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A different kind of family reunion: Families of the ‘Tank Kids’ share a lasting connection

By Anna Grace Thrailkill


CHINA GROVE — The reunion for the Army’s 737th Tank Battalion is more than a reunion for the veterans who served together.

It’s a family reunion.

After a night of being together Thursday and being surprised by a visit from Pat Waters, Gen. George S. Patton’s grandson, the veterans and families met at the Price of Freedom Museum on Friday morning in China Grove to take a tour and, of course, visit with one another.

The men from the 737th battalion — the “Tank Kids” who served under Gen. Patton — have been meeting for 70 years.

“I can’t think of a year that they have missed,” said Brenda Showfety Henderson. “As we lost more veterans, more of the families started coming.”

Henderson’s father passed away in 2013 while he was attending the reunion. “After a weekend of visiting with fellow veterans, he died among his military family,” Henderson said.

“It’s a lot like a family reunion,” said Dawn Pritchett Gilland, the daughter of veteran Jack Pritchett of Alabama. “I’ve grown up coming to these, and it’s always fun to see everyone.”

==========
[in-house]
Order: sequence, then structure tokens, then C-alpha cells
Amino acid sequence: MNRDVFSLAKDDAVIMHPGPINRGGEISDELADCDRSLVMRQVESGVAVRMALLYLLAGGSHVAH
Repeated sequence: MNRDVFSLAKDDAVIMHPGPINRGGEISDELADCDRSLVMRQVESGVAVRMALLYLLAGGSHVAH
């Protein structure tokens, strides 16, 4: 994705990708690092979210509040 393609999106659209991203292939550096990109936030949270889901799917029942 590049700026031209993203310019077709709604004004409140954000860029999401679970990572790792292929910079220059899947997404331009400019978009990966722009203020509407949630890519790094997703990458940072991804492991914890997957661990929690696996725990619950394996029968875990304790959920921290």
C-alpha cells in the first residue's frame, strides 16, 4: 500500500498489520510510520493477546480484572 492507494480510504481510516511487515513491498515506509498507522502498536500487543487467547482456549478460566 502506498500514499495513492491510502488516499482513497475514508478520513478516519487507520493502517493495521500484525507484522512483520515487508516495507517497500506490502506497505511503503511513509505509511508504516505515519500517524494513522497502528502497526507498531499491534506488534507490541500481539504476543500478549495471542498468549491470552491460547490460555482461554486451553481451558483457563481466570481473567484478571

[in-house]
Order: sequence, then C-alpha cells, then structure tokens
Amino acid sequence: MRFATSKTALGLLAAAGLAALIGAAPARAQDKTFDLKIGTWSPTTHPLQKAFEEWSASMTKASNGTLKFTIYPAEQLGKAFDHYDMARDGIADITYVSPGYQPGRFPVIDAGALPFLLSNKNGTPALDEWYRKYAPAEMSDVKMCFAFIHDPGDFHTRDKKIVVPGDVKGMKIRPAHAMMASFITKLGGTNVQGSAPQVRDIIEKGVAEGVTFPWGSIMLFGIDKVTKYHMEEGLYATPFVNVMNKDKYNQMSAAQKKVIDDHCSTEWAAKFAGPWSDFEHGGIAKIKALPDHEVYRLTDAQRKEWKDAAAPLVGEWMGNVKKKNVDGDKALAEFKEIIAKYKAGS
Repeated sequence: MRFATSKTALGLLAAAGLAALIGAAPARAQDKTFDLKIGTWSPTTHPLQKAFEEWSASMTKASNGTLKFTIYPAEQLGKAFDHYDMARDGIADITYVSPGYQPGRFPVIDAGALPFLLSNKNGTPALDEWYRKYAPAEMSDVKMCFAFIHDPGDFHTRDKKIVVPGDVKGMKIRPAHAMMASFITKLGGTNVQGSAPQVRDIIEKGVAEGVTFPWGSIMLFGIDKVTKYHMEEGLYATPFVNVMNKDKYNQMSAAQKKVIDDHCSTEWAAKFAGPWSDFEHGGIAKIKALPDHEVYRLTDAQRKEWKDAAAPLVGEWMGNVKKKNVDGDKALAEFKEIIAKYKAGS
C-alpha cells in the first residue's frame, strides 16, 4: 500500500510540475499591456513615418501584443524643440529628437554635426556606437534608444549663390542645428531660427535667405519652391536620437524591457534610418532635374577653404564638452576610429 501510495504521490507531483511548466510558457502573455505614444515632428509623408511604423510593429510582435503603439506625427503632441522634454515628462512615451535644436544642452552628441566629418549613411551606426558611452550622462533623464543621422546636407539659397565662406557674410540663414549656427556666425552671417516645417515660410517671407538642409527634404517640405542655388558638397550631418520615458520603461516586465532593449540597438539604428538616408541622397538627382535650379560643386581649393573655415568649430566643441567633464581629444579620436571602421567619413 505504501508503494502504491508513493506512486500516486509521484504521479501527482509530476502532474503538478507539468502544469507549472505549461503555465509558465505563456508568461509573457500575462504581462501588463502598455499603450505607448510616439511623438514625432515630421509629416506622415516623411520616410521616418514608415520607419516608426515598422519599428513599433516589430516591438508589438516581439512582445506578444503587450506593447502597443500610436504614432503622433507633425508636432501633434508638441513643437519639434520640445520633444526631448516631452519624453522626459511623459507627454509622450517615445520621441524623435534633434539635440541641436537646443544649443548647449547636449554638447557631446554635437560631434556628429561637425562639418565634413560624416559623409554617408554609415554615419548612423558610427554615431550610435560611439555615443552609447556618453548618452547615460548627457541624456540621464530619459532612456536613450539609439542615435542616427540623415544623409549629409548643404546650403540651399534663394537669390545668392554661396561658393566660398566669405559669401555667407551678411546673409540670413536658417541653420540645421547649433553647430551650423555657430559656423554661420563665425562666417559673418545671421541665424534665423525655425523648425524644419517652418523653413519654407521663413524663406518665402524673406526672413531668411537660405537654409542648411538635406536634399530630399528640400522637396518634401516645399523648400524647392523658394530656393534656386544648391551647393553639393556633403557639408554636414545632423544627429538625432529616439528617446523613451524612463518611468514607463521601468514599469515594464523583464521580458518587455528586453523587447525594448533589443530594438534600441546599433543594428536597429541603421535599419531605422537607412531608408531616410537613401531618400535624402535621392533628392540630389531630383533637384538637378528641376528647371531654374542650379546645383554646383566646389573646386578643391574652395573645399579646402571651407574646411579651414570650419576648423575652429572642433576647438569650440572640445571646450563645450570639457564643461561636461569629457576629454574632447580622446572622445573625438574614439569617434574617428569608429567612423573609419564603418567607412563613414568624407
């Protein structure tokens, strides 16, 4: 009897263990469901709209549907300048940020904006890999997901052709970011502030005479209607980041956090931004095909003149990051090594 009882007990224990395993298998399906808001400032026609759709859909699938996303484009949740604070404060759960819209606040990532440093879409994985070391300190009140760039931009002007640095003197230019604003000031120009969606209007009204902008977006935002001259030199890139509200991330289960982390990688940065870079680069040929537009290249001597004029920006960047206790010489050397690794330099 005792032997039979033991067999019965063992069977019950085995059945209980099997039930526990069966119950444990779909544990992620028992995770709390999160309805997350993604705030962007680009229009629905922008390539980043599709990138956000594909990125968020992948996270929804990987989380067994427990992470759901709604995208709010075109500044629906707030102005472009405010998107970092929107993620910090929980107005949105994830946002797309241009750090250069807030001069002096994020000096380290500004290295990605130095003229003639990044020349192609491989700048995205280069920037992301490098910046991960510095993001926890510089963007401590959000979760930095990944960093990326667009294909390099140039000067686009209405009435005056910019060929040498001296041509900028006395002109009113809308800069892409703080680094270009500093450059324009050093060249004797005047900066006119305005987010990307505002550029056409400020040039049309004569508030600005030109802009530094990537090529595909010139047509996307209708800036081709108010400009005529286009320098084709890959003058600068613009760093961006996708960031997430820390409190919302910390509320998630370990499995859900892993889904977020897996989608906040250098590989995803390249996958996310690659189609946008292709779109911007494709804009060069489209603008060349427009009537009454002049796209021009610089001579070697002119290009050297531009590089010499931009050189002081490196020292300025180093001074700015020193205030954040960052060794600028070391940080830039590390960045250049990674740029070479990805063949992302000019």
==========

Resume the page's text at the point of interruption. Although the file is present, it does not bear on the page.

Gilland, who lives in Boaz, Alabama, also brought her 11-year-old son, Austin, to the reunion. When asked why he enjoyed coming, he explained that he loves history and enjoys hearing the stories told by his grandfather.

Austin recounted one of his favorite stories. “He saw a German soldier and a lady hiding in some weeds and asked them where they came from. Then he helped them out by giving them what was left of his rations.”

Jack Pritchett himself shared stories with friends and family at the museum. Asked to tell stories about Gen. Patton, he said, “Oh, I have stories. But I can’t repeat them.”

Asked why he would not share them, he said, “His words,” referring to Patton’s colorful speech. 

After much encouragement from family and friends, Pritchett recounted tales about serving under Patton. He had a captive audience crowded around him — family members and friends holding their phones to record his animated storytelling.

Pritchett told one story about when he was on the border of France and Germany with Patton. Apparently, a soldier tried to blast a post out of the ground with a flamethrower, but he had no success. Patton looked at the soldier and said, “Hell, I could pee a hotter flame than that!”

More stories about Patton were told by his grandson, Pat Waters.

“He had total dedication. My grandfather wasn’t a politician; he was a warrior,” said Waters.

After telling a story about Patton finding him hiding under a bed during a thunderstorm, Waters said, “He taught me that you can’t avoid your fears; you have to face them.”

The veterans said they don’t want to stop having reunions anytime soon.

“It makes me cry, because when you pick up the phone to call one of them, you know that they will be there for you,” said Marilyn Dickerson, with tears in her eyes. “These people are like family.”



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